Montana Marijuana Prosecution Runs into Jury Pool "Mutiny"
No way would they convict someone of possessing a 16th of an ounce of marijuana, member after member of a Missoula County jury pool told a stunned judge and prosecutor last week. As a result, the Missoulian newspaper reported, the judge in the case ordered a recess, and a plea bargain was reached in a drug trafficking case against Touray Cornell.
Potential jurors repeatedly told the court they would not convict for a couple of buds found during a raid on Cornell's home in April. One juror wondered out loud why the county was wasting time and money prosecuting the case at all, especially in a locale that approved a 2004 initiative making marijuana possession offenses the lowest law enforcement priority.
After that juror questioned the prosecution, District Judge Dusty Deschamps polled the jury pool and found at least five others who agreed. That was in addition to two others who had already been excused because of their philosophical objections to pot prosecutions.
"I thought, 'Geez, I don't know if we can seat a jury,'" Deschamps said, explaining why he called a recess.
Instead, Deputy District Attorney Andrew Paul and defense attorney Martin Ellison worked out a plea agreement on the more serious drug trafficking charge. Cornell entered an Alford plea, in which he did not admit guilt. He was then sentenced to 20 years in prison with 19 suspended. Since Cornell has already served 200 days awaiting trial, he should be out in a matter of months.
"Public opinion, as revealed by the reaction of a substantial portion of the members of the jury called to try the charges on Dec. 16, 2010, is not supportive of the state's marijuana law and appeared to prevent any conviction from being obtained simply because an unbiased jury did not appear available under any circumstances," according to the plea memorandum filed by his attorney.
It was "a mutiny" by the jury pool, said Paul.
"I think it's going to become increasingly difficult to seat a jury in marijuana cases, at least the ones involving a small amount," Deschamps said.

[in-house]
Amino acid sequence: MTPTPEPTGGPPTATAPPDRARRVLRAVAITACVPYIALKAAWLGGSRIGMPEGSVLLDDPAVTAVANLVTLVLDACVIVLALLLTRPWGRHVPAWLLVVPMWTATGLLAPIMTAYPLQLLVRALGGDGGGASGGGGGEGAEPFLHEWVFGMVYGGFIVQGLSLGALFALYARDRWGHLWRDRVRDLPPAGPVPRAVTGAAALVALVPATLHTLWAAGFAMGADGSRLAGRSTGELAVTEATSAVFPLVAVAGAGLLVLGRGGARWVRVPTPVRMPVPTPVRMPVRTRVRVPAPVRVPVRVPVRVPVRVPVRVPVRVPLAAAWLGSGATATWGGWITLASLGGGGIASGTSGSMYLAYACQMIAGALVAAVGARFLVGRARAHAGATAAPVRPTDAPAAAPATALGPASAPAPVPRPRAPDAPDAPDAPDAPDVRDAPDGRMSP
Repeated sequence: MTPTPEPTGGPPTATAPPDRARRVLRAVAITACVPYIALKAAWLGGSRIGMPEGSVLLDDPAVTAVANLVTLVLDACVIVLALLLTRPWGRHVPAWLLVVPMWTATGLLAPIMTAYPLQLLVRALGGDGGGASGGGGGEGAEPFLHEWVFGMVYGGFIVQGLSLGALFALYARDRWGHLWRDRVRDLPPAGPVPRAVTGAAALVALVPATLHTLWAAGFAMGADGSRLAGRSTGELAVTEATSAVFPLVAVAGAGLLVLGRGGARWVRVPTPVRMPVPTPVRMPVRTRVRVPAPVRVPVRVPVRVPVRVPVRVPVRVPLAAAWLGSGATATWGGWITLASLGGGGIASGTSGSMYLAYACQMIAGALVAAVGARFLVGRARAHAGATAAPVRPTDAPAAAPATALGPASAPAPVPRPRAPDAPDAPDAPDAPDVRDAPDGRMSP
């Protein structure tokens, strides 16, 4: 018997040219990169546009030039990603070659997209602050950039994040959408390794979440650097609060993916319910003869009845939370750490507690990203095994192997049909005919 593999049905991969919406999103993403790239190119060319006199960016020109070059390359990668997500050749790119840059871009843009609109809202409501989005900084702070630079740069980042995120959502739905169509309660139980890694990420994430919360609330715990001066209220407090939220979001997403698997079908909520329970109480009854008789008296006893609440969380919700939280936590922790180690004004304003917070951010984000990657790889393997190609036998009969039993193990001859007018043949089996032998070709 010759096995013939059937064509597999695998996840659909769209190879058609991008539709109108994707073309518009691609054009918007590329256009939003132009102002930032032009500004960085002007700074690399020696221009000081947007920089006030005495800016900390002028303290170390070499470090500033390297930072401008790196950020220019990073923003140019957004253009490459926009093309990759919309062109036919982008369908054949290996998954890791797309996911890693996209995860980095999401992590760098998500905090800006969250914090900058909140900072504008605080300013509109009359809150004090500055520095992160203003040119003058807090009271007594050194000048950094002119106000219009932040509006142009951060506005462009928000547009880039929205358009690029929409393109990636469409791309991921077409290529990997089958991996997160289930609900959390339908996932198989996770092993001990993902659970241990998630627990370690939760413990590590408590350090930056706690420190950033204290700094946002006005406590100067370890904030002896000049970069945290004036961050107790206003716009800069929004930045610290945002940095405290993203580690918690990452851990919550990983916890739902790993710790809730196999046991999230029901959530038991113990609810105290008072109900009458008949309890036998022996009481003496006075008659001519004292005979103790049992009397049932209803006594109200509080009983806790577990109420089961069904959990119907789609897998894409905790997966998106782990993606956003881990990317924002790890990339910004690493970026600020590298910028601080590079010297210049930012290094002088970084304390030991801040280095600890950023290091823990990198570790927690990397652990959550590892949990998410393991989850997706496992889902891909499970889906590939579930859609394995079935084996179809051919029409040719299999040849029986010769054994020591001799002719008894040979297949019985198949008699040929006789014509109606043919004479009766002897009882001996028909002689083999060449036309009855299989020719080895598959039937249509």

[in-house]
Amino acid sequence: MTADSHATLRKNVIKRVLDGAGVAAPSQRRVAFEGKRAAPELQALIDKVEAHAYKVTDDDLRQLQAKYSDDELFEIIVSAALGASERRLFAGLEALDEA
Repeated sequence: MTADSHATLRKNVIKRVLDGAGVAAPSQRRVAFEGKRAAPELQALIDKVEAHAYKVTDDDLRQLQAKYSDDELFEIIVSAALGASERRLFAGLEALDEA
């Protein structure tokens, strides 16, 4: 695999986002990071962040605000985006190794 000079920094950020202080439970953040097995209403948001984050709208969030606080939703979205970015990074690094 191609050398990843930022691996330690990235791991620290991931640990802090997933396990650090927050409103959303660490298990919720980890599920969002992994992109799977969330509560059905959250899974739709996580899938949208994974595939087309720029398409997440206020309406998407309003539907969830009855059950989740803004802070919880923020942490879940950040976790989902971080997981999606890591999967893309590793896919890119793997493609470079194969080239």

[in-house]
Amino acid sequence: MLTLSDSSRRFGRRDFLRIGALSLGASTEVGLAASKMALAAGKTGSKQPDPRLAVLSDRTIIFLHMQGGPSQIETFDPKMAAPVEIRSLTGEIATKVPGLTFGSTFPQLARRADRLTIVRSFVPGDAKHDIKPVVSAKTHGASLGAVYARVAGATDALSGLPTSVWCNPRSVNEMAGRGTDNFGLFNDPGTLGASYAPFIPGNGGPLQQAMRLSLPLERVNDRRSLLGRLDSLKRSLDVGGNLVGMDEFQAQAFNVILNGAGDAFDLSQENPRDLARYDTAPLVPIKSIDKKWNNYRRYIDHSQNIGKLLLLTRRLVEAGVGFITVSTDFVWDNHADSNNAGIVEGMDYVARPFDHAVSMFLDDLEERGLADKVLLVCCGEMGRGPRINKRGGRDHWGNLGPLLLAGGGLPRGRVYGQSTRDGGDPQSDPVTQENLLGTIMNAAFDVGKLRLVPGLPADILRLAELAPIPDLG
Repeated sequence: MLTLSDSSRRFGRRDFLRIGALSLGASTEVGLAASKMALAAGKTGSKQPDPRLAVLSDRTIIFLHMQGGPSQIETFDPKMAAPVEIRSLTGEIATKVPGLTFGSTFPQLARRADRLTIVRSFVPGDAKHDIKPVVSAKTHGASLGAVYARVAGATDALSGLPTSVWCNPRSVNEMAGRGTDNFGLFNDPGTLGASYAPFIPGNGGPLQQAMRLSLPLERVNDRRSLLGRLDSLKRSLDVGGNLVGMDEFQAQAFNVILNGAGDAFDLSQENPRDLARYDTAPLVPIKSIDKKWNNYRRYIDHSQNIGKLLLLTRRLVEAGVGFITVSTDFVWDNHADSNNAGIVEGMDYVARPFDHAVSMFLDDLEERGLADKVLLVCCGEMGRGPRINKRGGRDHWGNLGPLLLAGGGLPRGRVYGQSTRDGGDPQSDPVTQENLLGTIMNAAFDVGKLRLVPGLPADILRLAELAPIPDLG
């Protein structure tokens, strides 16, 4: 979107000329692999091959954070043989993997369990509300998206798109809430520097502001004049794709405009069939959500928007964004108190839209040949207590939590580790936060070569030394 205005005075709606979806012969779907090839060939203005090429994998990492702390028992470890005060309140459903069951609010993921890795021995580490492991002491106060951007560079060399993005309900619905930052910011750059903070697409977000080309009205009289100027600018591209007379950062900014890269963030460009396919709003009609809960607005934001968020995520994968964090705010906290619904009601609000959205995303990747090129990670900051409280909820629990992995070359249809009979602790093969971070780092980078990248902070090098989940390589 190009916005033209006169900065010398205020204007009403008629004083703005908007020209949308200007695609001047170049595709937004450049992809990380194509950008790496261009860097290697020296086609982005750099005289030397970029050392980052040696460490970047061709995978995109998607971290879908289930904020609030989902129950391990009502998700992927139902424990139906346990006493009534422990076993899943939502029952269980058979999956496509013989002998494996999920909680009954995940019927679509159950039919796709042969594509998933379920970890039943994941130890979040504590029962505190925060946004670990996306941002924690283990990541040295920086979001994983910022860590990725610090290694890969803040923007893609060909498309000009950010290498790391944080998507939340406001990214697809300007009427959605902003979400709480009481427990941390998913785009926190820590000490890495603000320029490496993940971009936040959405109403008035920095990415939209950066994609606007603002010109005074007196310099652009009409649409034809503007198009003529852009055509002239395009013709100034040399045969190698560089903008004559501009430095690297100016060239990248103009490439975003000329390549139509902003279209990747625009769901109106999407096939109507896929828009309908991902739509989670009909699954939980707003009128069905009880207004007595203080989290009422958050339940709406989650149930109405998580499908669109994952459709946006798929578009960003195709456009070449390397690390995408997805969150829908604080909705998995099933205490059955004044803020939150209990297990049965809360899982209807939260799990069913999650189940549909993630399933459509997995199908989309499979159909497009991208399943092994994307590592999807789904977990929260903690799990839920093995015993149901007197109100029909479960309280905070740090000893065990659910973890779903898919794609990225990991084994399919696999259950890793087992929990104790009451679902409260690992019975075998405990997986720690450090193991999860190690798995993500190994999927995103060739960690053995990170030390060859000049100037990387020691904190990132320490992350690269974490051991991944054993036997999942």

Noting changing attitudes toward marijuana, as evidenced by the Missoula initiative and voters' approval of the state's medical marijuana law, Deschamps wondered if it were fair to insist on impaneling a jury that consisted only of "hardliners" who object to all drug use. "I think that poses a real challenge in proceeding," he said. "Are we really seating a jury of their peers if we just leave people on who are militant on the subject?"
"I think that's outstanding," John Masterson, who heads Montana NORML, said when told of the incident. "The American populace over the last 10 years or so has begun to believe in a majority that assigning criminal penalties for the personal possession of marijuana is an unjust and a stupid use of government resources."
Deputy DA Paul said that normally a case involving such a small amount of pot wouldn’t have gone that far through the court system, but for the felony charge involved. But the response of the jury pool "is going to be something we're going to have to consider" in future cases, he said.
Armed Police Raided My Farm
A disabled farmer who took a potshot at a fox described yesterday how his house was stormed by armed police after he unwittingly hit two burglars. Edward Tibbs aged 63 went out on his mobility scooter in the dead of night when he heard his geese becoming distressed. After spotting the fox and firing at it, he returned to his home at Elm Farm in Crays Hill near Basildon in Essex, and went to bed. It was only when 16 armed officers arrived hours later as a police helicopter hovered above his property that he learned two people had been treated at hospital for gunshot wounds to their backs and legs.